The real problem is not waste, but plastic itself. From production to disposal, it's destructive to people and the planet. Rather than subsidizing petrochemical behemoths to make more of the stuff, policymakers should seek out and encourage people who are developing real solutions and alternatives.

(c) 2021 Jim Hightower's latest book, "If The Gods Had Meant Us To Vote They Would Have Given Us Candidates,"is available in a fully revised and updated paperback edition. Jim writes The Hightower Lowdown, a monthly newsletter chronicling the ongoing fights by America's ordinary people against rule by plutocratic elites. Sign up at

Rep. Alexandria Ocasio-Cortez speaks during a news conference at the U.S. Capitol on December 8, 2021, in Washington, D.C.

AOC Warned About Manchin's Betrayal. Democratic Leaders Chose To Ridicule Her
By William Rivers Pitt

It seems like almost forever since Cassandra of Troy - blessed with the power to predict the future, cursed by the fact that no one would believe her - has been in the news, but she's back this week with a thunderclap and yet another, "I told you so."

Her name this time is Rep. Alexandria Ocasio-Cortez - and Representatives Ilhan Omar, Cori Bush, Ayanna Pressley, and everyone else who knew and foretold that Sen. Joe Manchin would ultimately stab President Joe Biden, the Democratic Party, his own state and the world in the back to keep his precious coal safe from the environmental protections contained within the Build Back Better (BBB) Act.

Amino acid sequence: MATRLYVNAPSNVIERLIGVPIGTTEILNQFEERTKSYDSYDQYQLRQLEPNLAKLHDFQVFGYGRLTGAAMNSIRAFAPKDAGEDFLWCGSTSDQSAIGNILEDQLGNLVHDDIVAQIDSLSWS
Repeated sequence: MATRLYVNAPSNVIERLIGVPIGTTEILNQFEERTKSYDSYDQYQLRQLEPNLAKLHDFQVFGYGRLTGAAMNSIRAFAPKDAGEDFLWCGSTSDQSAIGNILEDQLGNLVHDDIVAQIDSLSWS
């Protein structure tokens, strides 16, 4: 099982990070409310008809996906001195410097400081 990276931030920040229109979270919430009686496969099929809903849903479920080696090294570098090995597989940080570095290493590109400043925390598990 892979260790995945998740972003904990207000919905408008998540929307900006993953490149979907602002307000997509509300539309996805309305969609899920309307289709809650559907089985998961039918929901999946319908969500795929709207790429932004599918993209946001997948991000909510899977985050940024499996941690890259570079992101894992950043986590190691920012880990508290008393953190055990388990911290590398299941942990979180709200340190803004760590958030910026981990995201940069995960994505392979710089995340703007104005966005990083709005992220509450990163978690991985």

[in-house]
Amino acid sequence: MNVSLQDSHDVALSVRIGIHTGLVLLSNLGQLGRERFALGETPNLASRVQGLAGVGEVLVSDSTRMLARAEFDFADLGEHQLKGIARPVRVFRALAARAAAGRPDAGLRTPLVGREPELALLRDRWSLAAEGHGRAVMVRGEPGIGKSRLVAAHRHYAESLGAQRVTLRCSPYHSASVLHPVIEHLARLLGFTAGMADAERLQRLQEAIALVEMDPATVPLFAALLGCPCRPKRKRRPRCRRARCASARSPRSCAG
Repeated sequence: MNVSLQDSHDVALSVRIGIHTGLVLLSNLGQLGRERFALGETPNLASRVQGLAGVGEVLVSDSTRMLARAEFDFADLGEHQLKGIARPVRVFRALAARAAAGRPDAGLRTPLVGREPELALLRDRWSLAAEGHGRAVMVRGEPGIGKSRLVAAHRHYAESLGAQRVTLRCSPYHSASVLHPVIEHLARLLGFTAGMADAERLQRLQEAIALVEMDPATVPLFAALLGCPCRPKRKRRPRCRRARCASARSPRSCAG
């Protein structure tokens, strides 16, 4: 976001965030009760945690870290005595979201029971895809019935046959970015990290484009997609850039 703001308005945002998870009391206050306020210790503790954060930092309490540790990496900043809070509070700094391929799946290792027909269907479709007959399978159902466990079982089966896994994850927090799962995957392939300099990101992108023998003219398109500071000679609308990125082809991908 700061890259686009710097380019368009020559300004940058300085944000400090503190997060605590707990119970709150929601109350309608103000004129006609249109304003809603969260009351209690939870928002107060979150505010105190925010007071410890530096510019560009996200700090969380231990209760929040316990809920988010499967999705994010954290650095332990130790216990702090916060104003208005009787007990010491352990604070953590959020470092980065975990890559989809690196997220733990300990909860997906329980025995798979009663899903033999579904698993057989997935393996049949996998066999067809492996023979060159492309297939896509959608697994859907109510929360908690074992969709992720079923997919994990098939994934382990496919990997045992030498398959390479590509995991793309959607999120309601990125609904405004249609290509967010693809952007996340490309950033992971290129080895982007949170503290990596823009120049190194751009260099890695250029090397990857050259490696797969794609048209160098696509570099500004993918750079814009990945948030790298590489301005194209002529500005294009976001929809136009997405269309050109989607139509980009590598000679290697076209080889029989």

House Speaker Nancy Pelosi, Senate Majority Leader Chuck Schumer and President Biden assured the Congressional Progressive Caucus that they could bring Senator Manchin along on the BBB Act if the caucus relented and allowed a separate vote on the infrastructure bill. The caucus refused, correctly believing that splitting the two would doom the BBB, and the stalemate stood until Manchin started making noises about bolting from the party. After that, it became about "acting responsibly," and the Progressive Caucus took party leadership at their word. On Sunday, both the leadership and the caucus were betrayed by Manchin in a move the latest reincarnation of Cassandra saw from way up high on the walls of Troy.

"When a handful of us in the House warned this would happen if Dem leaders gave Manchin everything he wanted 1st by moving [the infrastructure bill] before BBB instead of passing together, many ridiculed our position," Representative Ocasio-Cortez gritted on Twitter. "Maybe they'll believe us next time. Or maybe people will just keep calling us naive."

Representative Pressley also chimed in. "He has continued to move the goal post," she told CNN. "He has never negotiated in good faith and he is obstructing the president's agenda." Bush, too, foresaw what was coming. "We have been saying this, for weeks, that this would happen," she told MSNBC, "having [BBB and infrastructure bills] coupled together was the only leverage we had. And what did the caucus do? We tossed it."

To hear Manchin tell it, he came to his decision because the BBB Act was an actual threat to the country, instead of a small dose of the medicine it desperately needs. He pointed to COVID-19 and inflation as reasons for his decision, but Representative Omar was having none of it.